We are lucky. The winter sun is finally peeping through the fog. Finally, we get to see the mighty rice terraces sculpted into the mountains. Like giant stairways to heaven. Behind every curve lures another wow-moment. Bucket list: check! We come to a small asphalt road, the start of a never ending, steep descend into the lush Sapa valley. Click! Click! Click! My camera goes into overdrive as we approach Loa Chai. A cascade of rice fields surrounds the village, like waves rolling towards the river. A metal suspension bridge completes the picture.
Sleep in Ta Van
The 2 kilometre stretch between Lao Chai and Ta Van must be Vietnam’s most scenic walk. Ducklings swim in paddies, piglets play along wooden hedges, men build a bamboo farmhouse … this is textbook village life. I wish we had planned to spend the night here. We pass so many nice options to sleep. Beware, the ‘homestays’ look more like beautifully designed, boutique guesthouses, not like real homestays with hill tribes. We check out the wooden Tavan Homestay & Elevenses. The sitting area and kitchen are on the ground floor, beds on the first floor. Some have tiny wooden panels around them for a little privacy. Prices: 12$/person for half board, 15$ full board. A bit further, we also see the Anh Duc and Ta Van Homestay. Check what’s included. These hipster ‘homestays’ might end up more expensive than our comfy hotel room in Sapa Town (16$). And do they have electric blankets?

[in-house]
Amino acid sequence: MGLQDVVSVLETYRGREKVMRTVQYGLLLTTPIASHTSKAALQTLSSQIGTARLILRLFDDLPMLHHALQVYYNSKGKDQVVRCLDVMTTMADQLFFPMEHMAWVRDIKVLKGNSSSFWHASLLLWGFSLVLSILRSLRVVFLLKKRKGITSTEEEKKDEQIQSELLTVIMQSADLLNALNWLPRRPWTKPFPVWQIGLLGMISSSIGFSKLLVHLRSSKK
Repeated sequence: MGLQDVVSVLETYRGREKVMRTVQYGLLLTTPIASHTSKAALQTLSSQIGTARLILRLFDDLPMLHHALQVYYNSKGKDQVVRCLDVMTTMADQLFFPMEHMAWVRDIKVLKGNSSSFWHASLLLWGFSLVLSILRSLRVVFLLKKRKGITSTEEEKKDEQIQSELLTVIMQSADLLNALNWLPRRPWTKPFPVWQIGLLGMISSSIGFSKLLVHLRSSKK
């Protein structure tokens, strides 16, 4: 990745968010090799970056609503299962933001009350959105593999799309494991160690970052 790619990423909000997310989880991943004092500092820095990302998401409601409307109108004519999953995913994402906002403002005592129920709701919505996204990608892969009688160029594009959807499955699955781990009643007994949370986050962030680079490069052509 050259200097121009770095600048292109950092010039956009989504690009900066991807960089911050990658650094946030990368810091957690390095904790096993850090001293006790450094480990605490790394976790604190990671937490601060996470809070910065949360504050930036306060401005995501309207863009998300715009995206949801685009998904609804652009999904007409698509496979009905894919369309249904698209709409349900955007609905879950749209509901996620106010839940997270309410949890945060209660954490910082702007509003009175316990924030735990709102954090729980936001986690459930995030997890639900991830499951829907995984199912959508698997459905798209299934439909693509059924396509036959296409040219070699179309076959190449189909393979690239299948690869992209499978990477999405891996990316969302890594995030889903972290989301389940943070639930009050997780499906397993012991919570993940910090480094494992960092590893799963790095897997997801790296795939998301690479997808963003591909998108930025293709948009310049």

Highway to Hell
From Ta Van, it’s a gruelling 12 km back up to Sapa Town. Our legs are pretty shaky by now. How to get back? We ask around. A taxi should be 200k - fetching a ride from local scooter dudes only 50k/person. The negotiations are confusing. '100.000, 2 people, ok?' is understood as 2 persons paying 100.000 each. Not OK. We walk away but they quickly call us back. I confirm the numbers with my smartphone. 2 times 50 equals 100. OK! We are given helmets and drive off in James Bond fashion. We zip through the village. The rice paddies flash by. Until finally, in a sharp curve, I see my whole life flashing before my eyes. 'Slow down!' I yell at the driver. Heaven can wait. I still need to do a real homestay!